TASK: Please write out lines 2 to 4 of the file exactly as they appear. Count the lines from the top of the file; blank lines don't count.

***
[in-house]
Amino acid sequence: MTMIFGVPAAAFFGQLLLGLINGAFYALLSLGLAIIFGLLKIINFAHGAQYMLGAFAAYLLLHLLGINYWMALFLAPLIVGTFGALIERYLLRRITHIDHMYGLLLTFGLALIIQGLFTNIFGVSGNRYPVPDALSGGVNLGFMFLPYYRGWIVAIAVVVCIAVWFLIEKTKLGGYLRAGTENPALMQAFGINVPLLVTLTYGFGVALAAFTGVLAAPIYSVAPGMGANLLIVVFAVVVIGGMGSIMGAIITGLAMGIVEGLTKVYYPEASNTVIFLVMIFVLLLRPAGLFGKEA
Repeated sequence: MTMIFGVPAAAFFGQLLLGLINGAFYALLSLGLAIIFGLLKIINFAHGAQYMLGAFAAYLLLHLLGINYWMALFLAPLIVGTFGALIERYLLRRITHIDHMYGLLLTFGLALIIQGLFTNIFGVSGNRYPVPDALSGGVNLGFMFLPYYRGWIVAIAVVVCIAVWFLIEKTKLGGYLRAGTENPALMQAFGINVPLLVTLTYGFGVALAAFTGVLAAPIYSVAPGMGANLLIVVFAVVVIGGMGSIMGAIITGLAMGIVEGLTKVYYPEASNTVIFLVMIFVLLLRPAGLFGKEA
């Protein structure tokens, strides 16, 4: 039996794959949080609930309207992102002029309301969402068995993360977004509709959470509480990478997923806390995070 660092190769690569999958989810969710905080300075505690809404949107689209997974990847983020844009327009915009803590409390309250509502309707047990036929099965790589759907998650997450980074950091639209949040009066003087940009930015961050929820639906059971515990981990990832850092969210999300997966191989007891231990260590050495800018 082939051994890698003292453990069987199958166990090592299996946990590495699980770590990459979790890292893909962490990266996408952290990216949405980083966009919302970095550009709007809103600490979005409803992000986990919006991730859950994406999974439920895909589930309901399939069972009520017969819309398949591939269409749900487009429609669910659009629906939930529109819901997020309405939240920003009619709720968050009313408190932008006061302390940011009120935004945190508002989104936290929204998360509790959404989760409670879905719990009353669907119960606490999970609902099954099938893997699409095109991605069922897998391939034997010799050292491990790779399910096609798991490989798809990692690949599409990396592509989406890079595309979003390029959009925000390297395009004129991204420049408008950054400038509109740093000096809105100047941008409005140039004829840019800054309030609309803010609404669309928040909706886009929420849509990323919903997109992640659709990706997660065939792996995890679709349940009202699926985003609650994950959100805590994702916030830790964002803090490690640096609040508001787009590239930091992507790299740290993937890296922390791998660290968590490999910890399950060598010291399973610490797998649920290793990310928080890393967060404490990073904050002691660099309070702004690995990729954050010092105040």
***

Amino acid sequence: MTMIFGVPAAAFFGQLLLGLINGAFYALLSLGLAIIFGLLKIINFAHGAQYMLGAFAAYLLLHLLGINYWMALFLAPLIVGTFGALIERYLLRRITHIDHMYGLLLTFGLALIIQGLFTNIFGVSGNRYPVPDALSGGVNLGFMFLPYYRGWIVAIAVVVCIAVWFLIEKTKLGGYLRAGTENPALMQAFGINVPLLVTLTYGFGVALAAFTGVLAAPIYSVAPGMGANLLIVVFAVVVIGGMGSIMGAIITGLAMGIVEGLTKVYYPEASNTVIFLVMIFVLLLRPAGLFGKEA
Repeated sequence: MTMIFGVPAAAFFGQLLLGLINGAFYALLSLGLAIIFGLLKIINFAHGAQYMLGAFAAYLLLHLLGINYWMALFLAPLIVGTFGALIERYLLRRITHIDHMYGLLLTFGLALIIQGLFTNIFGVSGNRYPVPDALSGGVNLGFMFLPYYRGWIVAIAVVVCIAVWFLIEKTKLGGYLRAGTENPALMQAFGINVPLLVTLTYGFGVALAAFTGVLAAPIYSVAPGMGANLLIVVFAVVVIGGMGSIMGAIITGLAMGIVEGLTKVYYPEASNTVIFLVMIFVLLLRPAGLFGKEA
């Protein structure tokens, strides 16, 4: 039996794959949080609930309207992102002029309301969402068995993360977004509709959470509480990478997923806390995070 660092190769690569999958989810969710905080300075505690809404949107689209997974990847983020844009327009915009803590409390309250509502309707047990036929099965790589759907998650997450980074950091639209949040009066003087940009930015961050929820639906059971515990981990990832850092969210999300997966191989007891231990260590050495800018 082939051994890698003292453990069987199958166990090592299996946990590495699980770590990459979790890292893909962490990266996408952290990216949405980083966009919302970095550009709007809103600490979005409803992000986990919006991730859950994406999974439920895909589930309901399939069972009520017969819309398949591939269409749900487009429609669910659009629906939930529109819901997020309405939240920003009619709720968050009313408190932008006061302390940011009120935004945190508002989104936290929204998360509790959404989760409670879905719990009353669907119960606490999970609902099954099938893997699409095109991605069922897998391939034997010799050292491990790779399910096609798991490989798809990692690949599409990396592509989406890079595309979003390029959009925000390297395009004129991204420049408008950054400038509109740093000096809105100047941008409005140039004829840019800054309030609309803010609404669309928040909706886009929420849509990323919903997109992640659709990706997660065939792996995890679709349940009202699926985003609650994950959100805590994702916030830790964002803090490690640096609040508001787009590239930091992507790299740290993937890296922390791998660290968590490999910890399950060598010291399973610490797998649920290793990310928080890393967060404490990073904050002691660099309070702004690995990729954050010092105040």